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Never trust a statistic that you haven’t visualized yourself. It’s election time in Germany and, as usual, there are tons of opinion polls telling us who is going to win the election anyway. It is debatable whether or not pre-election polls are healthy for our democracy in general, but at least everybody agrees that the polls should be kind of neutral. And if they are not, the institutes publishing the polls should be blamed publicly. But how do we know if an institute publishes ‘biased’ polls? You guessed it: with data.

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Choropleth Choropleth maps visualize geographic distributions using a color encoding. This example shows U.S. unemployment density by county, as of 2009. An Albers equal-area projection preserves the accuracy of the representation. Choropleth design invented by Charles Dupin . Colors by Cynthia Brewer .

chartsnthings 19 Sketches of Quarterback Timelines On Sunday Eli Manning started his 150th consecutive game for the Giants, the highest active streak in the NFL and the third-longest streak in NFL history. (One of the other two people above him is his brother, Peyton.) The graphics department published an interactive graphic that put Eli’s streak in the context of about 2,000 streaks from about 500 pro quarterbacks. Data Visualization: 4 Swingin’ Infographics Data Visualization: 4 Swingin’ Infographics Data visualization has become an active area of research, teaching, and development. In this series, I will showcase every week some of the most creative infographics and data visualization examples. This first installment will feature four beautiful and creative infographics that we found very inspiring. Enjoy the journey!

Let’s Crowdsource a Database of Websites about Data Journalism! While doing research for a PhD on data journalism in Brazilian newsrooms, I have recently stumbled upon the need to analyse what reporters and researchers abroad are talking about the subject. But I was soon after confronted with the absence of a comprehensive database or other resource listing websites and weblogs on visualization, investigative techniques, CAR, and all other newsrooms practices labelled as data journalism. So, using a humble Google Docs spreadsheet, I started one. Data journalism is big in Brazil right now, and there is a fair number of reporters sharing techniques and discussing the recently sanctioned Freedom of Information law. One of them is CAR pioneer José Roberto de Toledo, who writes Vox Pública and is the head of the data team at O Estado de São Paulo. Marcelo Soares, another CAR evangelist, works at Folha de São Paulo and is the author of Afinal de Contas.

AmMaps What payment options do you support? Credit card, PayPal, wire transfer or purchase order. Can I pay using purchase order? Purchase order is available for orders valued 250EUR or more. Is this subscription or one time fee? feltron Mapping Neighborhoods in Boston, San Francisco and New York. Hand-drawn animation of 43 years of the Sun’s weather. (via kottke)

Nervous System – explorations in generative design and natural phenomena Have you ever done a puzzle that has no beginning or end? Where you don’t know up from down? Get lost in the infinite galaxy puzzle. The infinity puzzles are […] Read Article → Ever wanted to get a closer look at what goes into making one of our 3D-printed Kinematics dresses? Slides, Tools and Other Resources From the School of Data Journalism 2013 The School of Data Journalism, Europe's biggest data journalism event, brings together around 20 panelists and instructors from Reuters, New York Times, Spiegel, Guardian, Walter Cronkite School of Journalism, Knight-Mozilla OpenNews and others, in a mix of discussions and hands-on sessions focusing on everything from cross-border data-driven investigative journalism, to emergency reporting and using spreadsheets, social media data, data visualisation and mapping for journalism. In this post we will be listing links shared during this training event. The list will be updated as the sessions progress. If you have links shared during the sessions that we missed, post them in the comments section and we will update the list.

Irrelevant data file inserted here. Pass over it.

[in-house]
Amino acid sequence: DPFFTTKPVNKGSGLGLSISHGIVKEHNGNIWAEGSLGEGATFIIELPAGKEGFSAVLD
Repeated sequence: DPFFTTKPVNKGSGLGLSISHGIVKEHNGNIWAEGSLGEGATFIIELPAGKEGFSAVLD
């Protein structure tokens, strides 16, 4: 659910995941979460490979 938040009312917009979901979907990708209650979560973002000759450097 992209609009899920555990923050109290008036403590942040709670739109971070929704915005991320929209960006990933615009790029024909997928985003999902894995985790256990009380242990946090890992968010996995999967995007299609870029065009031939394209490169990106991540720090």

Javascript and SVG: Back to the Future Happy New Year! One of the things I am looking forward to in 2012 is yet more improvements in the no-longer-humble web browser. The move towards ‘web apps’ has made browser manufacturers focus on the speed at which users can interact with a page (usually this is done via javascript). This has brought with it remarkable improvements to the usability of complex, interactive data graphics. By way of example, I’d point you to the following page, making sure you are using a modern browser (Google Chrome, Firefox, Safari or IE9+). The graphic uses open SVG (Scalable Vector Graphics) content (not Flash) to show an interactive map of commuting patterns within Greater London (just mouseover the map to see dynamically-generated ‘flows’) Latest As I mentioned in my previous post, our collaboration with the Sabeti Lab is aimed at creating new visual exploration tools to help researchers, doctors, and clinicians discover patterns and associations in large health and epidemiological datasets. These tools will be the first step in a hypothesis-generation process, combining intuition from expert users with visualization techniques and automated algorithms, allowing users to quickly test hypothesis that are “suggested” by the data itself. Researchers and doctors have a deep familiarity with their data and often can tell immediately when a new pattern is potentially interesting or simply the result of noise. Visualization techniques will help articulate their knowledge to a wider audience. This time around I will describe a quantitative measure of statistical independence called mutual information, which is used to rank associations in the data. -log 1/1000 = log 1000 = 6.9